the biggest challenge with betty was those long eyelashes; even the narrowest lego brick is over a quarter inch. i resolved my dilemma by building her sideways!

when i next opened my lego boxes, i observed that the vast majority of my bricks at that time were red, white, and blue. i contemplated a portrait of nixon for a while, but who would buy it? then i considered one of dubya, but i ended up deciding against that one because a) it would mean staring closely at that face for a couple of weeks (shudder), and b) anyone who would buy it would NOT get that i was being ironical.

i ended up deciding to make a flag....oy gevalt. the flag almost killed me. ever try making a five-pointed star solely out of rectangles? well, multiply that by FIFTY! actually, multiply it by one hundred. i put the flag on ebay and sold it for $400, but when i told my folks about the sale, they were really disappointed, as they had wanted it for themselves! so what's a good daughter do? you guessed it-- i made another one. and no, they are not identical.

in 2007 or thereabouts (i'm terrible at remembering dates) i was telling the above story to my former roommate rex, when he said, "you should do stephen colbert in red, white and blue." brilliance! i began the next day.

this one was fun, but challenging. i had a terrible time with his damned frameless glasses! i redid them three times before i was finally satisfied with my results; the glasses are the only thing in the mosaic that aren't red, white, or blue (they are yellow.) and i made sure to include his wonky ear!

after i was done, i ended up giving this piece to rex for his birthday...but only on the proviso that if he didn't want it anymore, he had to return it to me. he went to hawaii a few years ago and left the mosaic with a friend of his for safekeeping, and that's the last i heard of it until recently. i am hoping to track it down and either return it to rex or keep it myself.

it was pictures of the colbert piece that led to tom cruise. an advertising agency in canada was planning a campaign for, which is like a canadian online version of entertainment tonight, as i understand it, and they commissioned me to make the portrait below.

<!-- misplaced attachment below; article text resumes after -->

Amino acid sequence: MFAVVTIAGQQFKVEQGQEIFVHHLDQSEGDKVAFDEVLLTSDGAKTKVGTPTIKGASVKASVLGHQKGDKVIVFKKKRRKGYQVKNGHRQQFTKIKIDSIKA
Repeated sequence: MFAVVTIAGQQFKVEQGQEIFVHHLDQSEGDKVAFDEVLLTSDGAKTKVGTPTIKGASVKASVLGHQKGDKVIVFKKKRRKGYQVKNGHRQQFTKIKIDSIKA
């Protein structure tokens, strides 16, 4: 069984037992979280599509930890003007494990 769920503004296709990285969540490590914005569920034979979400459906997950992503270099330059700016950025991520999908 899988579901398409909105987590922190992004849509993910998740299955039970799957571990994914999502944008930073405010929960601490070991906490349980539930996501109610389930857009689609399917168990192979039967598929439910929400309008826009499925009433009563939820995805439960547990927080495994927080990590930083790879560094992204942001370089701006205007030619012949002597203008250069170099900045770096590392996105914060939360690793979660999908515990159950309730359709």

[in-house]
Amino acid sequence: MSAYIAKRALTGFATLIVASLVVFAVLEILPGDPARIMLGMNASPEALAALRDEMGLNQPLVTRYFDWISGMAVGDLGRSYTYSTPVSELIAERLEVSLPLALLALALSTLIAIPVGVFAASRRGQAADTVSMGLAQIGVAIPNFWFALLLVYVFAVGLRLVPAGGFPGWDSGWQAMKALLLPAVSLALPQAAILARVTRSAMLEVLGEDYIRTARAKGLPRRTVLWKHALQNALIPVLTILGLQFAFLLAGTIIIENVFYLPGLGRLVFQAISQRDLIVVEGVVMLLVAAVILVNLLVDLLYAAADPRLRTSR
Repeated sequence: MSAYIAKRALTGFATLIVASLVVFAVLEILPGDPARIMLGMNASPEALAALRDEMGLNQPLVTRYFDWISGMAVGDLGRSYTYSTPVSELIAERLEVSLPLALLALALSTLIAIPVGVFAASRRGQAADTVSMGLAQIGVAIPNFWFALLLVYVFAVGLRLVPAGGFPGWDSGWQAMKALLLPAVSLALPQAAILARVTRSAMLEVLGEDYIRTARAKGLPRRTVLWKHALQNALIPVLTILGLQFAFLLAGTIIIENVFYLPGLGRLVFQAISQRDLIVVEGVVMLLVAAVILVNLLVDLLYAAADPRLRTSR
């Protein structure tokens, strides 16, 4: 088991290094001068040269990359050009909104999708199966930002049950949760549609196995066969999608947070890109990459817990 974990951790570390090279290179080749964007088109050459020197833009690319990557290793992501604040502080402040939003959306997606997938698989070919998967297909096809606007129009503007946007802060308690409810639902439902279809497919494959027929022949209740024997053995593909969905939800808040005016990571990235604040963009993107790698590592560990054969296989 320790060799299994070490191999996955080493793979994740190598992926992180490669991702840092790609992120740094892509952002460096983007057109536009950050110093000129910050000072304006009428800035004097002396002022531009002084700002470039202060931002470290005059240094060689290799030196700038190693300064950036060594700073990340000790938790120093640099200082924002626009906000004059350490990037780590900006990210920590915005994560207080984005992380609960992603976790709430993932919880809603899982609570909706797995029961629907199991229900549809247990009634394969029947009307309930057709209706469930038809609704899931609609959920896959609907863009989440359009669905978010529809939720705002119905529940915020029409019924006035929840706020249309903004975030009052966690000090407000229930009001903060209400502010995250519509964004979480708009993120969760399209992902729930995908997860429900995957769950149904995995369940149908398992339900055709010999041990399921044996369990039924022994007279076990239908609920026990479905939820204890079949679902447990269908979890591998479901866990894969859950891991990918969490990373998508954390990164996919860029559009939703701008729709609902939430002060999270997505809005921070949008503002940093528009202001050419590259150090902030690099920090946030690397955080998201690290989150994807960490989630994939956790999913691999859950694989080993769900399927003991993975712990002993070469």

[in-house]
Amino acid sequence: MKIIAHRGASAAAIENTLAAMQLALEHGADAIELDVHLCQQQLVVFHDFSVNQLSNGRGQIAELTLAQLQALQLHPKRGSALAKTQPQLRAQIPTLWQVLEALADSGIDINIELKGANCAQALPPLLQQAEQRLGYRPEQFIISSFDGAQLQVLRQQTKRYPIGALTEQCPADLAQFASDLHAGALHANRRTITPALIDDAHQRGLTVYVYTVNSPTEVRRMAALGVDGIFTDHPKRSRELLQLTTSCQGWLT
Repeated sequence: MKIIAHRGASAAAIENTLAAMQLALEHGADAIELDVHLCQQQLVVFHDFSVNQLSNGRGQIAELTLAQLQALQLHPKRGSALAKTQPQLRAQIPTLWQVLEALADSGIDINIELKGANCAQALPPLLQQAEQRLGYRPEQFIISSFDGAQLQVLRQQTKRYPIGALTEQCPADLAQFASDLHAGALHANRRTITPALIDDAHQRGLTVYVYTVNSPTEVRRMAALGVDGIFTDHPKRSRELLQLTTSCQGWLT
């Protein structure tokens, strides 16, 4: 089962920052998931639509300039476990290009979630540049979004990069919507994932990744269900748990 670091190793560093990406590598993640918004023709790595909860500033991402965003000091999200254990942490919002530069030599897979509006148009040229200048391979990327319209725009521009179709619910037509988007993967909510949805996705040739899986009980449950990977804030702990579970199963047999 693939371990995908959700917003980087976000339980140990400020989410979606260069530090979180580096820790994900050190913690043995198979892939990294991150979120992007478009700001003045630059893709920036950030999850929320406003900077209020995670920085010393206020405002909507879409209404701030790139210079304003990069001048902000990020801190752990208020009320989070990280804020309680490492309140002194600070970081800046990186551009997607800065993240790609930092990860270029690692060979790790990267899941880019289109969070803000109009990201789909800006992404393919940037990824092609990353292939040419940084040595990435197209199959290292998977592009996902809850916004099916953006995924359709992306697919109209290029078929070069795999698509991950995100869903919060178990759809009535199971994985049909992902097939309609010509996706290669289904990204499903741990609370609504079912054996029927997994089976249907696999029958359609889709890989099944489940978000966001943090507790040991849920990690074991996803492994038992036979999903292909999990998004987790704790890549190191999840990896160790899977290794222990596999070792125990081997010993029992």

here's the ad as it was released. i'm pleased to report that the advertising campaign my work was a part of actually won a canadian marketing award!

the story of captain jack is already thoroughly covered in this blog. ain't he a handsome fella?

here's the cougar logo i made for my alma mater. it's hanging in the front office just to the left of the main entrance to west building on the richland campus. personally, i would have preferred they hang it somewhere where people could TOUCH it...touching my mosaics is half the fun!

in february of 2013, i completed heath ledger as the joker. he's a creepy son of a bitch, but ya gotta love 'im! you can read about my process building this mosaic elsewhere on this blog.

in late april and early may of 2013, i completed this mosaic, titled, "Here's Johnny!" i blogged about the creation of this one as well, which you can read about here--

of course, in keeping with the theme of the previous two, the next mosaic i build will be anthony hopkins as hannibal lecter. i'll be sure to blog about it as soon as i start!


  1. Hi. I saw your red robin lego mosaic at dinner last night, and looked at the label to find your blog today. I was excited to see another lego fan in the tri-cities. Once at BrickCon I saw another participant from Richland, but I never met him. Anyway, I'm Katie and I write for the MosaicBricks blog and I am planning on writing an entry about your mosaics, if you don't mind. I've been taking a bit of a summer vacation, but I'll let you know when it's done.



    1. glad you like my work, katie. and thanks for the info from your blogsite-- i'd never even heard of Brickworld 2012. a lego mosaic show, huh? that could be fun!